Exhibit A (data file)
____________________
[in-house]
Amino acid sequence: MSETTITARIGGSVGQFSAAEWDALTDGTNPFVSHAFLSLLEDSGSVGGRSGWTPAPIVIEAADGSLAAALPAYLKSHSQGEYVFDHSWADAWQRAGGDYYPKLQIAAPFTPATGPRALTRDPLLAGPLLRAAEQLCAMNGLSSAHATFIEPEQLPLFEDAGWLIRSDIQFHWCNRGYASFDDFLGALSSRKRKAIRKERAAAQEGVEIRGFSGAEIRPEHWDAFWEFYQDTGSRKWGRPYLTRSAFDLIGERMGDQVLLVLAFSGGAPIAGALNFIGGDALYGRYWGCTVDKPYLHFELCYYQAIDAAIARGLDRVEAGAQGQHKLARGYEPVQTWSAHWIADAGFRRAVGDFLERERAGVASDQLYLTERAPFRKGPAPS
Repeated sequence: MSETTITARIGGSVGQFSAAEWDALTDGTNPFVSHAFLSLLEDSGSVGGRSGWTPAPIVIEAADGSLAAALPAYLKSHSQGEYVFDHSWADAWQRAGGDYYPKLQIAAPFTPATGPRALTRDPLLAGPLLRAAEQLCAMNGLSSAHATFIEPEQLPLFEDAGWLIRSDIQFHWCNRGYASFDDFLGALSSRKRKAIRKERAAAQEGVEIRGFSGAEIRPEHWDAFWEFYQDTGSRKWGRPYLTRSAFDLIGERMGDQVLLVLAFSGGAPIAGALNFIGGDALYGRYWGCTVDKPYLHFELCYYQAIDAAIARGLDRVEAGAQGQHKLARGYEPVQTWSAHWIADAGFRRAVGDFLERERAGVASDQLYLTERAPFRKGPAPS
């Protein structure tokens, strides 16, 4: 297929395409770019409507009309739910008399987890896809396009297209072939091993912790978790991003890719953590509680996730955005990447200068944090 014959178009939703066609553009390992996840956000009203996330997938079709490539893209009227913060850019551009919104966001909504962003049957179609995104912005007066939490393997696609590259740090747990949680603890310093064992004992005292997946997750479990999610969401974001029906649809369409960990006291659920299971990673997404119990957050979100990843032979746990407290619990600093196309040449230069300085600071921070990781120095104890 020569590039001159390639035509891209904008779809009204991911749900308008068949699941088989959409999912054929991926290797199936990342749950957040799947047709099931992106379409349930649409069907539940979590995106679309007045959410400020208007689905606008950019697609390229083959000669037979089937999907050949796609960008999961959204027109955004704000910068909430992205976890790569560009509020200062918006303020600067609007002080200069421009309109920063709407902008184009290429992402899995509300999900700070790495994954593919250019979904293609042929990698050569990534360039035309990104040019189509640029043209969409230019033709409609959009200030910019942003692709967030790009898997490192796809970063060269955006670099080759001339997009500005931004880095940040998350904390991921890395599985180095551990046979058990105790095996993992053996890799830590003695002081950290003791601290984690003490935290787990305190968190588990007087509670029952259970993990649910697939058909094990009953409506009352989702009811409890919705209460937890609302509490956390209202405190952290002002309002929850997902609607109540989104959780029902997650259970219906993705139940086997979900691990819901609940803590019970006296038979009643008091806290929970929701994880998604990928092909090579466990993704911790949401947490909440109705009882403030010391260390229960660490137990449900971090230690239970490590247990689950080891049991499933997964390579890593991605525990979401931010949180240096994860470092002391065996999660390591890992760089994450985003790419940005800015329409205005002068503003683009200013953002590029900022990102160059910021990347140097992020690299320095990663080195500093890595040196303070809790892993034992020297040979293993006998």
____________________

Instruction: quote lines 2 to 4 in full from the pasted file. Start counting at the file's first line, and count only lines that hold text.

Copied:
Amino acid sequence: MSETTITARIGGSVGQFSAAEWDALTDGTNPFVSHAFLSLLEDSGSVGGRSGWTPAPIVIEAADGSLAAALPAYLKSHSQGEYVFDHSWADAWQRAGGDYYPKLQIAAPFTPATGPRALTRDPLLAGPLLRAAEQLCAMNGLSSAHATFIEPEQLPLFEDAGWLIRSDIQFHWCNRGYASFDDFLGALSSRKRKAIRKERAAAQEGVEIRGFSGAEIRPEHWDAFWEFYQDTGSRKWGRPYLTRSAFDLIGERMGDQVLLVLAFSGGAPIAGALNFIGGDALYGRYWGCTVDKPYLHFELCYYQAIDAAIARGLDRVEAGAQGQHKLARGYEPVQTWSAHWIADAGFRRAVGDFLERERAGVASDQLYLTERAPFRKGPAPS
Repeated sequence: MSETTITARIGGSVGQFSAAEWDALTDGTNPFVSHAFLSLLEDSGSVGGRSGWTPAPIVIEAADGSLAAALPAYLKSHSQGEYVFDHSWADAWQRAGGDYYPKLQIAAPFTPATGPRALTRDPLLAGPLLRAAEQLCAMNGLSSAHATFIEPEQLPLFEDAGWLIRSDIQFHWCNRGYASFDDFLGALSSRKRKAIRKERAAAQEGVEIRGFSGAEIRPEHWDAFWEFYQDTGSRKWGRPYLTRSAFDLIGERMGDQVLLVLAFSGGAPIAGALNFIGGDALYGRYWGCTVDKPYLHFELCYYQAIDAAIARGLDRVEAGAQGQHKLARGYEPVQTWSAHWIADAGFRRAVGDFLERERAGVASDQLYLTERAPFRKGPAPS
């Protein structure tokens, strides 16, 4: 297929395409770019409507009309739910008399987890896809396009297209072939091993912790978790991003890719953590509680996730955005990447200068944090 014959178009939703066609553009390992996840956000009203996330997938079709490539893209009227913060850019551009919104966001909504962003049957179609995104912005007066939490393997696609590259740090747990949680603890310093064992004992005292997946997750479990999610969401974001029906649809369409960990006291659920299971990673997404119990957050979100990843032979746990407290619990600093196309040449230069300085600071921070990781120095104890 020569590039001159390639035509891209904008779809009204991911749900308008068949699941088989959409999912054929991926290797199936990342749950957040799947047709099931992106379409349930649409069907539940979590995106679309007045959410400020208007689905606008950019697609390229083959000669037979089937999907050949796609960008999961959204027109955004704000910068909430992205976890790569560009509020200062918006303020600067609007002080200069421009309109920063709407902008184009290429992402899995509300999900700070790495994954593919250019979904293609042929990698050569990534360039035309990104040019189509640029043209969409230019033709409609959009200030910019942003692709967030790009898997490192796809970063060269955006670099080759001339997009500005931004880095940040998350904390991921890395599985180095551990046979058990105790095996993992053996890799830590003695002081950290003791601290984690003490935290787990305190968190588990007087509670029952259970993990649910697939058909094990009953409506009352989702009811409890919705209460937890609302509490956390209202405190952290002002309002929850997902609607109540989104959780029902997650259970219906993705139940086997979900691990819901609940803590019970006296038979009643008091806290929970929701994880998604990928092909090579466990993704911790949401947490909440109705009882403030010391260390229960660490137990449900971090230690239970490590247990689950080891049991499933997964390579890593991605525990979401931010949180240096994860470092002391065996999660390591890992760089994450985003790419940005800015329409205005002068503003683009200013953002590029900022990102160059910021990347140097992020690299320095990663080195500093890595040196303070809790892993034992020297040979293993006998």